The UN CRPD recognizes the importance of accessibility in enabling persons with disabilities to fully enjoy all human rights and fundamental freedoms. Transport and digital infrastructure are fundamental for freedom of movement of persons with disabilities; for the access to the internal market and for the mobility of persons and goods. Two proposals have been released:
-A regulation establishing the Connecting Europe Facility has been proposed to improve interconnected transport, energy and digital networks.
-In order to establish a single, network that integrates land, sea and air transport networks throughout the Union, the European Commission has established the trans-European transport network (TEN-T), which main objective is to allow goods and people to circulate between Member States and assuring international connections.
For the disability movement, the accessibility of transport and digital networks is a key issue to allow 80 million European with disabilities to have the same opportunities to move, study, work, live and participate to the internal market as any other citizens in the EU.
Connecting Europe is the financial instrument that will support transport projects across Europe, by means of co-funding.
Markedly, the UN Convention on the Rights of Persons with Disabilities puts new obligations on European Member States when adopting or revising legislation to ensure that the needs and rights of the end users are fully respected. Article 9 of the UN Convention lists the appropriate measures to ensure persons with disabilities access, on an equal basis with others to transportation among others crucial issues. The European Commission has quoted this important article in the preamble (recital 31) of the proposal. The European Disability Forum welcomes such a mention in a recital.
-the promotion of accessibility: a clear mention to persons with disabilities
Although 4 articles of this proposal promote accessibility, article 43 is the one that calls for concrete results and mention disability: "Transport infrastructure shall allow seamless mobility and accessibility for all users, in particular elderly people, persons of reduced mobility and disabled passengers."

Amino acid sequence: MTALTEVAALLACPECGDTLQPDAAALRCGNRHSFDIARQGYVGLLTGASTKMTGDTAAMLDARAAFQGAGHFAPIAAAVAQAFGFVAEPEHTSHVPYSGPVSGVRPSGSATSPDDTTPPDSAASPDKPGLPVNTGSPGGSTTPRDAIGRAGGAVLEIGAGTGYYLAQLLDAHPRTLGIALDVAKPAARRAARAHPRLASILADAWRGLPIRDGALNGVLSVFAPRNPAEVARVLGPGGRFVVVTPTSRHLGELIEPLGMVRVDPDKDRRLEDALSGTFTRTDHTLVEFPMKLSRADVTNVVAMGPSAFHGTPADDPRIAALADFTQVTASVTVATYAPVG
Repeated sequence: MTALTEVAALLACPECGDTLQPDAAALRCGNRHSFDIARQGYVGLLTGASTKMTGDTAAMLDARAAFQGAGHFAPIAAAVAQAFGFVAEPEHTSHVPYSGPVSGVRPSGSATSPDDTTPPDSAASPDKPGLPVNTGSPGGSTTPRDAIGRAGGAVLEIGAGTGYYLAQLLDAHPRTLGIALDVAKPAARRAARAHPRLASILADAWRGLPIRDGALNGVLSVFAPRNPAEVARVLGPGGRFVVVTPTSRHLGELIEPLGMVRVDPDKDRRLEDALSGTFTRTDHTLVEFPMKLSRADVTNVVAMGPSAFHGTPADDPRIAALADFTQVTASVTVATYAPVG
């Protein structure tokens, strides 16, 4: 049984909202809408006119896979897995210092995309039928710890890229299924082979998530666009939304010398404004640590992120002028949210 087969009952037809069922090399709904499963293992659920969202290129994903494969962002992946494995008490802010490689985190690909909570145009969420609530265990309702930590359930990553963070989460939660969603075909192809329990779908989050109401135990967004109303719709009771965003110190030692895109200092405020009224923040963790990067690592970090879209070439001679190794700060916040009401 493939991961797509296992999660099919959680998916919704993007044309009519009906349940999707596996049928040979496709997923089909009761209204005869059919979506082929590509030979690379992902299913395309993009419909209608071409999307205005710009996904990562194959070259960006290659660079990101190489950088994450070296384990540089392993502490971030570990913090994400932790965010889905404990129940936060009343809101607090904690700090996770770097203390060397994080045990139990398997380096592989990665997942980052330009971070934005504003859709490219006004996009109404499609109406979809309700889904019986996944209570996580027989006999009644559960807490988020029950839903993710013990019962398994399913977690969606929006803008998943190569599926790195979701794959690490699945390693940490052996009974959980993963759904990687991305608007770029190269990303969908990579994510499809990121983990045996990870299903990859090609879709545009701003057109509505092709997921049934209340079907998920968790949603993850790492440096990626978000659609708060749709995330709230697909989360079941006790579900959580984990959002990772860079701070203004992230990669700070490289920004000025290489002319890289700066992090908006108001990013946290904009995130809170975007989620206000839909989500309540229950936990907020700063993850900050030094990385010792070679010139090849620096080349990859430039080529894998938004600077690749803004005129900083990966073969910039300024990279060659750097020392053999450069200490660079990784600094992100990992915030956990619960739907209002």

-the scope: more roads and rails accessible by 2050
So far the scope of those useful guidelines was limited. According to this new proposal, the European Commission wants to enlarge the scope of the legislation. It means that more roads and rails will have to be accessible. The network will progressively increase and by 2050, the great majority of Europe's citizens will be part of this comprehensive network.
EDF President Yannis Vardakastanis says: “When funding meets human rights, the European Union practically becomes inclusive. The 31.7 billion euros allocated to transport will now have to be spent in compliance with the UN Convention. This means that accessibility for persons with disabilities has to be delivered in the existing patchwork of European roads, railways, airports and canals throughout Europe!”
-Regarding the financial effort forecasted by the Commission to improve the ICT infrastructure networks, there will be more bandwidth available to deliver pan-European digital services. Although the disability movement welcomes the plan, it is crucial that services delivered thanks to this infrastructure include e-accessibility requirements of persons with disabilities (e.g. e-governments services could be broadcasted in sign language for deaf people).